Sometimes you can motivate yourself into action by thinking about the negative consequences and what will happen to you if the job isn’t completed as promised.

  11. Think about how you will benefit from doing the job and completing the task.

    Write down all the reasons why it would be helpful for you to get this job done on time. The more reasons you have for completing the task, the more intense will be your desire to begin, and the greater will be your internal drive to complete what you’ve started.

    If you have one or two reasons for getting a job done, you will have a mild level of motivation. But if you have ten or twenty reasons for completing the job, your level of motivation will be considerably higher, and so will be your persistence and selfdiscipline.

  12. Set aside fifteen minutes during the day when you will work on your project. Set aside a specific time—say, from 10:00 to 10:15 A.M., or 2:00 to 2:15 P.M.—and resolve just to work for that brief fifteen-minute period without worrying about anything else. This technique will launch you into the task so that completion will be much more likely.

    To get the most out of this technique, you must make an appointment with yourself and write it down. Then, at the designated time, have your tools and materials at hand and begin the fifteen-minute work session. At the end of the fifteen minutes, you may want to continue to work. If not, put the work aside and schedule another fifteen-minute appointment at another time. And then keep your appointment with yourself.

  13. Resist the tendency toward perfectionism. Since perfectionism is a major reason for procrastination, decide not to worry about doing the job perfectly. Just get started and work steadily. You can always go back and make corrections and revisions later. Nothing worthwhile has ever been done perfectly the first time anyway.

    Not long ago, a friend of mind started a consulting business. I asked him how it was going. He said he had not done anything yet because it was going to take a full month before he got his brochures, business cards, and letterhead back from the printer. I told him that his brochures, letterhead, and business cards would never get him a nickel’s worth of business. What he should do is write his new telephone number on the back of his existing business cards, or get some cards made up at a quick copy center, and then just get out and talk to prospective clients. I told him that this would do him more good than all the brochures he would ever design.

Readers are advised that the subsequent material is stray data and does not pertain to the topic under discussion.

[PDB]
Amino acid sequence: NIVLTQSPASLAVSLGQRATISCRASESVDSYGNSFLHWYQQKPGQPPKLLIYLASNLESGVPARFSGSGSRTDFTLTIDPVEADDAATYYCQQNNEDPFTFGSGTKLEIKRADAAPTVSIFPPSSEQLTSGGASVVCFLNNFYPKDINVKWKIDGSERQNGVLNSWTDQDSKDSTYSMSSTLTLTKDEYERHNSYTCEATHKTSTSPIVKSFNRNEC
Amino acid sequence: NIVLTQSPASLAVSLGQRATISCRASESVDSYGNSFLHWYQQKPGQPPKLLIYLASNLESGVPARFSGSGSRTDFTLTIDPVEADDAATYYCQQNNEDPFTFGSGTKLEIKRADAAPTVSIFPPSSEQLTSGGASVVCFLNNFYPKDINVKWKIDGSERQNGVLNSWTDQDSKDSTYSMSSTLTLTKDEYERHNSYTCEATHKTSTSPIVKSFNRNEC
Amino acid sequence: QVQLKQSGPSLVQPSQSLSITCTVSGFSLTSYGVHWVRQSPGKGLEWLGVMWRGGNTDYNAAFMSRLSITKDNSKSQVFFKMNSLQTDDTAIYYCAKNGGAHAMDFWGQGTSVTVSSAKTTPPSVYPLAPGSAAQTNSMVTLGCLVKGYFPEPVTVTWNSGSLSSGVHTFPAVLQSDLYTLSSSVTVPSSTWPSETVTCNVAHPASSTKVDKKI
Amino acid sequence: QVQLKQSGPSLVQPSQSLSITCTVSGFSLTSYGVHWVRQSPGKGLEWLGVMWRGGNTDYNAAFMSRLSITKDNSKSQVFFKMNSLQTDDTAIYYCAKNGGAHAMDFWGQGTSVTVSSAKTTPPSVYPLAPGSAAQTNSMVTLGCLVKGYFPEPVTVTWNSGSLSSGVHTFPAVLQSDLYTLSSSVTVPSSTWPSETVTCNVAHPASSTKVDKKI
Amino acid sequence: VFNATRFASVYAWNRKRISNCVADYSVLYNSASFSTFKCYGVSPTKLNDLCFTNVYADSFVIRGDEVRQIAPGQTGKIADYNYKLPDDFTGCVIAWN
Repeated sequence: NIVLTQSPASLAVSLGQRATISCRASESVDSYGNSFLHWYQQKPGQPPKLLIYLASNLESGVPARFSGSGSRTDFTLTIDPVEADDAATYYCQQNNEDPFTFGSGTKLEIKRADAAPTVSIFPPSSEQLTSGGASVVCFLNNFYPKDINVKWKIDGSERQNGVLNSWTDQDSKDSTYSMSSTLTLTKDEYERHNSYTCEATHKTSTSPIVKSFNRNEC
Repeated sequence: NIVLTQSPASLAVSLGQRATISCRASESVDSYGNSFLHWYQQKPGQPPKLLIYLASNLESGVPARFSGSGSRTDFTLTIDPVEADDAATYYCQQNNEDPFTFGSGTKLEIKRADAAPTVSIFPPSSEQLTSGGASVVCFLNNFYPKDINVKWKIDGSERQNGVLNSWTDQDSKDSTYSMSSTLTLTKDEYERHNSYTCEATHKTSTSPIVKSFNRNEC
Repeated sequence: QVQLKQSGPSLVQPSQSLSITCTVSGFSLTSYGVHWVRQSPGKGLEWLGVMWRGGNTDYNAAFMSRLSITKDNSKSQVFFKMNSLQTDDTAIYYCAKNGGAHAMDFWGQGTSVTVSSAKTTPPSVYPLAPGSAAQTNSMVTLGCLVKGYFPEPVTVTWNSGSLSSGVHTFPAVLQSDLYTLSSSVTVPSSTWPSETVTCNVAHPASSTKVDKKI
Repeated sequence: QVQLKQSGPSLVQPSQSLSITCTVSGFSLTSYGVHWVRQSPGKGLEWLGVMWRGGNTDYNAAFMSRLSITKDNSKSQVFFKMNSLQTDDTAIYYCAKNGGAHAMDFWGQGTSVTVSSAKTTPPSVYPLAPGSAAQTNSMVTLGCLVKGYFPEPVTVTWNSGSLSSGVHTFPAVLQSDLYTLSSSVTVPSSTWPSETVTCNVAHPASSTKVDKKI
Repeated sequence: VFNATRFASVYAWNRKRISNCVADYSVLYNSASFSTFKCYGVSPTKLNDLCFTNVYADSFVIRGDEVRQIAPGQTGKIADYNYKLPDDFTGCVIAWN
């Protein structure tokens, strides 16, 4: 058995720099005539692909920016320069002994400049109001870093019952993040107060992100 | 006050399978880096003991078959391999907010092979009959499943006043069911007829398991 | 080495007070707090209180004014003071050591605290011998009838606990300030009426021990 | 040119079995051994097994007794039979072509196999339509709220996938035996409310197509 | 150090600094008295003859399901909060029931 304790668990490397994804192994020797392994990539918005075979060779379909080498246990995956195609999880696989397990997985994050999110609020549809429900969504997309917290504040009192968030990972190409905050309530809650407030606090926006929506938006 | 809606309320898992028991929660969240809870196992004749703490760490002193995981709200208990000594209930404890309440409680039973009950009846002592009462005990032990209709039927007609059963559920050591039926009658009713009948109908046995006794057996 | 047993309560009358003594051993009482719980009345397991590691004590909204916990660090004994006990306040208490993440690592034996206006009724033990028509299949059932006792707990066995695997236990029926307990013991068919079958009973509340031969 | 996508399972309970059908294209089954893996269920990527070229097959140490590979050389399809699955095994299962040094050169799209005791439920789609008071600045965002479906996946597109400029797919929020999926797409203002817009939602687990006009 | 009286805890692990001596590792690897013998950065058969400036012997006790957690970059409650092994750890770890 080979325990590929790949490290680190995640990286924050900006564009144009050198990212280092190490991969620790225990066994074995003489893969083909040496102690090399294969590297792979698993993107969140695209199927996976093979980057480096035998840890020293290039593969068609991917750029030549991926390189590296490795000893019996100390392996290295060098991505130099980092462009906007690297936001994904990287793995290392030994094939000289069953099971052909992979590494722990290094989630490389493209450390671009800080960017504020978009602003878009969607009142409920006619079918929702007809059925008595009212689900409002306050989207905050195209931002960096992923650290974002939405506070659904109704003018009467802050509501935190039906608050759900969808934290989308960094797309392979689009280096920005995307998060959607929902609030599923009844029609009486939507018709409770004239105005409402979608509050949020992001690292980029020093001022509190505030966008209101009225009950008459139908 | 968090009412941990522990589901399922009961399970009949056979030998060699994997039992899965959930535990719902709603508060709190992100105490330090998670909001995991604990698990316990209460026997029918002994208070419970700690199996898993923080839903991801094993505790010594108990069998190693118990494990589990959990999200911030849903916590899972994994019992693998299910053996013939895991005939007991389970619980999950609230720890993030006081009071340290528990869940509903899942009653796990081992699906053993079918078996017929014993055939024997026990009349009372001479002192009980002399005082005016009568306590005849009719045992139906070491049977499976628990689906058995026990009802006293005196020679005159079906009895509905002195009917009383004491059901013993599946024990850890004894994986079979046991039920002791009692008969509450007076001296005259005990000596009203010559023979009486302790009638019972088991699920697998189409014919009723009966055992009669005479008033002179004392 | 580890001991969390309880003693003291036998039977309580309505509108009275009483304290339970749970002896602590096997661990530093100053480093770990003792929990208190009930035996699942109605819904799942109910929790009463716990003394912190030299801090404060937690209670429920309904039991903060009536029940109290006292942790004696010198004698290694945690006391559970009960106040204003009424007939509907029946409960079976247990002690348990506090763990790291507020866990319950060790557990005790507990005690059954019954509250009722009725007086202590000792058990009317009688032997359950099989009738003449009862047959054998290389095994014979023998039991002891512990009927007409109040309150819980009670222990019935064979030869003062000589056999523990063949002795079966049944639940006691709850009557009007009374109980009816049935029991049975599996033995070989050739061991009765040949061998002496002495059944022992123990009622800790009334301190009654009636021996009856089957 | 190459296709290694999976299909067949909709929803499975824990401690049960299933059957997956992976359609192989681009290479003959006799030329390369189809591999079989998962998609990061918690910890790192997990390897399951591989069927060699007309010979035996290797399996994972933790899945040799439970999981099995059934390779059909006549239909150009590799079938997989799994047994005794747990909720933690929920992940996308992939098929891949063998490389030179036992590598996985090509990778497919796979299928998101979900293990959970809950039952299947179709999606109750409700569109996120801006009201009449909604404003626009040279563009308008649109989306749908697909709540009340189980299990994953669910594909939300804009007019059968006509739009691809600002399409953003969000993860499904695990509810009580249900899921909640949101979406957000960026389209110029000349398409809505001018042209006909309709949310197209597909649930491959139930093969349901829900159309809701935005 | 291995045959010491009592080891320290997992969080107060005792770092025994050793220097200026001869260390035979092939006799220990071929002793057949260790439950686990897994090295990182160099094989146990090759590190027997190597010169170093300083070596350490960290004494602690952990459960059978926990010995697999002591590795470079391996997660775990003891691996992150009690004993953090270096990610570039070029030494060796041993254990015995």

He phoned me a week later and told me that this advice had transformed his thinking about himself and his business. He had started calling on prospective customers that very day and was already doing business and making money.

  14. Pick one area where procrastination is hurting you. Select-a single identifiable area where you know your tendency to procrastinate is holding you back. Pick the most important area, and resolve to conquer that specific example of procrastination. Set your priorities, and then concentrate single-mindedly on the one area where overcoming procrastination can make the greatest contribution to your success. Always attack the most difficult tasks first. Challenge yourself to confront the hardest parts of your work, and then get them done before anything else.

  15. Develop a compulsion for closure. Once you have launched and begun to work on your task, refuse to stop until it is completed. When you develop the discipline to start a major task and then stay with it until it is finished, you will be laying down the foundation for a life of persistent, purposeful work. Force yourself to finish the last 5 percent of the job. That is the part that is worth all the rest in terms of personal satisfaction.

    It is amazing, and somewhat sad, the number of people who overcome procrastination sufficiently enough to get started on a task, but they never carry it through to completion. As they get closer and closer to the end of the task, they find more and more reasons and excuses to put off the last 5 percent or 10 percent of the job. This is the reason most university theses and dissertations to complete masters or doctoral degrees never get completed and submitted. A person may spend years of study in college and leave without the degree because he was unable to push through and complete the last 5 percent or 10 percent.

    You only experience the joy, satisfaction, and exhilaration of finishing the task when you bring it to completion. As you wrap up the last detail, you feel a tremendous sense of relief and accomplishment. Your brain releases endorphins, and you get a surge of happiness. But this is only possible when you complete the task 100 percent.

  16. Maintain a fast tempo. Fast tempo is essential to success. Resolve to work at a brisk pace. Walk quickly. Move quickly. Write fast. Act quickly. Get on with the job. Consciously decide to speed up all of your habitual actions.